After opting out of playing in the WNBA last year to campaign against racism and police brutality, Broomall native Natasha Cloud has gotten back on the court this month as she prepares to return to the Washington Mystics.
Cloud’s return to action has come with USA Basketball’s 3x3 program, which is preparing for this summer’s Olympics. Though Cloud won’t be going to Tokyo, she’s been at a training camp in San Antonio — across town from the NCAA women’s tournament — as a sort of practice-squad player.
“It’s been really hard to get back in shape after taking a year off, obviously,” Cloud said Monday on a Zoom call with media from the camp.
The ongoing coronavirus pandemic compounded things further for the St. Joseph’s and Cardinal O’Hara product. She hadn’t been able to do much training beyond one-on-one workouts with her trainer. Sunday was her first day back in a real on-court environment.
“This was a huge advantage for me to come and be with Team USA, and just get a feel back for it,” she said. “I felt great, I didn’t feel rusty. I felt a little winded for sure, but I felt good to be back out there with the best of the best.”
While Cloud is returning to the court, she isn’t letting up at all in her anti-racism campaigning. You’d expect nothing less from a player who led marches in the nation’s capital with colleagues from the Mystics, with whom she won a WNBA championship in 2019; and the NBA’s Wizards, owned by the same entity. Cloud has also long been an activist in a WNBA that leads the way in not sticking to sports.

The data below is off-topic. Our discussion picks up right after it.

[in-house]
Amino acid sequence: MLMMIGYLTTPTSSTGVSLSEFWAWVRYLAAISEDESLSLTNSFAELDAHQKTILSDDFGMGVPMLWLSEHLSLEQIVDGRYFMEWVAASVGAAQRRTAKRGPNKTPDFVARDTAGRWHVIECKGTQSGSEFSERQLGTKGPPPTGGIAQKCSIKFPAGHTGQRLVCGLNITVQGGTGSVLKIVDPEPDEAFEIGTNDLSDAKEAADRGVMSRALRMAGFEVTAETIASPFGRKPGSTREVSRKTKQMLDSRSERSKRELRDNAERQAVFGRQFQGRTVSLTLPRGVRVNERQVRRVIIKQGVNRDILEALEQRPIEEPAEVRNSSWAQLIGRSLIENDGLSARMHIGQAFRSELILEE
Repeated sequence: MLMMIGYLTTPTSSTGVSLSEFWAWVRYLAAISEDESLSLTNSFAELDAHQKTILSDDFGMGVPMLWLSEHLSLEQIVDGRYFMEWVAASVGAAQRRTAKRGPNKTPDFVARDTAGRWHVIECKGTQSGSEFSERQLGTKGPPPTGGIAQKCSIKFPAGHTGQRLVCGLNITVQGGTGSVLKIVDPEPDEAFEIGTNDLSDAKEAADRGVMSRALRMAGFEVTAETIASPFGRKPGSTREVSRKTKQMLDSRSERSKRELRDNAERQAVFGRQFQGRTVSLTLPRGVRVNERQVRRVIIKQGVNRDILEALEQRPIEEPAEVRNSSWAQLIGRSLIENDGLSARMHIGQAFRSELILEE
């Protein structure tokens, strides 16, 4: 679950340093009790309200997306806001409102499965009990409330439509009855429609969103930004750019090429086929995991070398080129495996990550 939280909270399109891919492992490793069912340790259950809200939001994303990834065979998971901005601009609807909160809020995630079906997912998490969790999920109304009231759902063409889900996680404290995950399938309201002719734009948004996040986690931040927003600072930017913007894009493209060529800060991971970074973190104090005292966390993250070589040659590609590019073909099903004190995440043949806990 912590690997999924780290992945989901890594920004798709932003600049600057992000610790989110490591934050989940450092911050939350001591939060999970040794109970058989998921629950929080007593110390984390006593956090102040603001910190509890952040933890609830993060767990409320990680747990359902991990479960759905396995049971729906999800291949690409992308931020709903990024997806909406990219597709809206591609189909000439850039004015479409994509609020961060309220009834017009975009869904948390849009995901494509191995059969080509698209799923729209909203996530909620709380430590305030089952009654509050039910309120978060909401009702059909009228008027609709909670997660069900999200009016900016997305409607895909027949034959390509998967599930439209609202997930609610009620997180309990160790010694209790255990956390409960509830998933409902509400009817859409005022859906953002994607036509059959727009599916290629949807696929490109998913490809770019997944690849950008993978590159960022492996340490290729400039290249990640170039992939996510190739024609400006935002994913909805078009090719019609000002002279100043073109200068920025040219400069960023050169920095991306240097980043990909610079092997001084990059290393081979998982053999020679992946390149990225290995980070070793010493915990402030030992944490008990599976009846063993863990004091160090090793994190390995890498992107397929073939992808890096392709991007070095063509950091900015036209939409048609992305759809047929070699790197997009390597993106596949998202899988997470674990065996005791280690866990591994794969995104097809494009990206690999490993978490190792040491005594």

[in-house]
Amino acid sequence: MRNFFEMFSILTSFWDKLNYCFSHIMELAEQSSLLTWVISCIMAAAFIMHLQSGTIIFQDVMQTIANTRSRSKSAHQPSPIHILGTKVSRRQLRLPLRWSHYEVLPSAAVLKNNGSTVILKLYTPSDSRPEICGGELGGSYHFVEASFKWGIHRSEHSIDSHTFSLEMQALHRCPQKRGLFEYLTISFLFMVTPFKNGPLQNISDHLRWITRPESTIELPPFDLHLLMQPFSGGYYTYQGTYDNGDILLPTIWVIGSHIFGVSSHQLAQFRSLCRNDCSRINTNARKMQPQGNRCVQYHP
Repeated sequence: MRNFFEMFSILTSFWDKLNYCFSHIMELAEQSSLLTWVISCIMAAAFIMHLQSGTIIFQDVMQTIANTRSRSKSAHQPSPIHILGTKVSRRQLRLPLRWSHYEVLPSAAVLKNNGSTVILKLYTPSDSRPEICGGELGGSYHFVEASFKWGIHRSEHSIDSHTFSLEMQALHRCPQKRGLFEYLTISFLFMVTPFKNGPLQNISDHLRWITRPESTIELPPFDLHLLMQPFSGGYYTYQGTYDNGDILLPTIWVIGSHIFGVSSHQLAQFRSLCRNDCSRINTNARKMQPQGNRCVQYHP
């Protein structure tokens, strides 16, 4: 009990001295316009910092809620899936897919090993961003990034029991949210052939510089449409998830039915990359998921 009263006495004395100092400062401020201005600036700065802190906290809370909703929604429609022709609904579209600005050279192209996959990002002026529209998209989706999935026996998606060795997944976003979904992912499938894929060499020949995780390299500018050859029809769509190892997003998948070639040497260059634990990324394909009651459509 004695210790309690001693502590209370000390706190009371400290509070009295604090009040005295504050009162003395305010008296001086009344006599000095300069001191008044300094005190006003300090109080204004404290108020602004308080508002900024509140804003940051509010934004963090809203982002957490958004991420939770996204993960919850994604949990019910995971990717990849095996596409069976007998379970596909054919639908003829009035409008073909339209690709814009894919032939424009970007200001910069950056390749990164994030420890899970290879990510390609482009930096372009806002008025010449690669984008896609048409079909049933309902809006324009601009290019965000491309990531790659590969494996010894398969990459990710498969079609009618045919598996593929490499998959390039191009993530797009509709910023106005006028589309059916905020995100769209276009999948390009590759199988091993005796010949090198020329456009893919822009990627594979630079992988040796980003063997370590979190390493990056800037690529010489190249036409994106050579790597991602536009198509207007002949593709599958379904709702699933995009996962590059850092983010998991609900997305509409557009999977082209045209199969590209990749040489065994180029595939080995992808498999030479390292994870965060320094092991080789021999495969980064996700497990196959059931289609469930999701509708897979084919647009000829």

“It’s a continued fight,” she said, putting a spotlight on the Georgia legislature’s adoption last week of a bill that severely restricts voting access in the state. President Joe Biden called the legislation “Jim Crow in the 21st century,” and Cloud was just as blunt.
“Our rights are trying to be taken away yet again … and it’s no secret that again it is an attack at Black and brown communities,” she said. “And so, the fight remains the same. We will continue to fight in every facet because there’s not only one thing that we fix. I mean, we are talking about oppressing systems that have been set into place to keep Black and brown people out for 400-plus years now.”
Along the way in the call, another subject came up that’s close to Cloud’s heart: the potential for Philadelphia to get a WNBA team of its own. Cloud made headlines a few weeks ago when she told a few outlets that she’d heard there was something afoot, including telling WRNB 100.3-FM that “it has been in the works for a year-and-a-half.”
She offered similar assertions this week. But she also made sure to hedge her remarks so people won’t think the progress is farther along than it actually is. There’s still a long way to go.
“I just know that there’s really good people that are trying to bring a team to Philly,” Cloud said. “It’s been in the works for a little bit, and if I can help in any facet, you know, Philly is home for me. D.C. is a second home, but Philly is, you know, what helped raise me, not only as a player but as a person. So I want to be able to give back to where I’m from in that community as well, especially now.”
She intentionally didn’t give any specifics about who is involved or about what a timeline could be.
“Everyone is trying to twist my words” about Philadelphia getting a team, she said.
But she is certainly not going to stop lobbying for it. She would know as well as anyone how difficult it has been for local women’s basketball fans to prove to institutions with influence in the region that there’s demand for a WNBA team.
“I’m putting it out there, and people are trying, and I hope it happens, and I would love to be a part of it in any facet,” she said.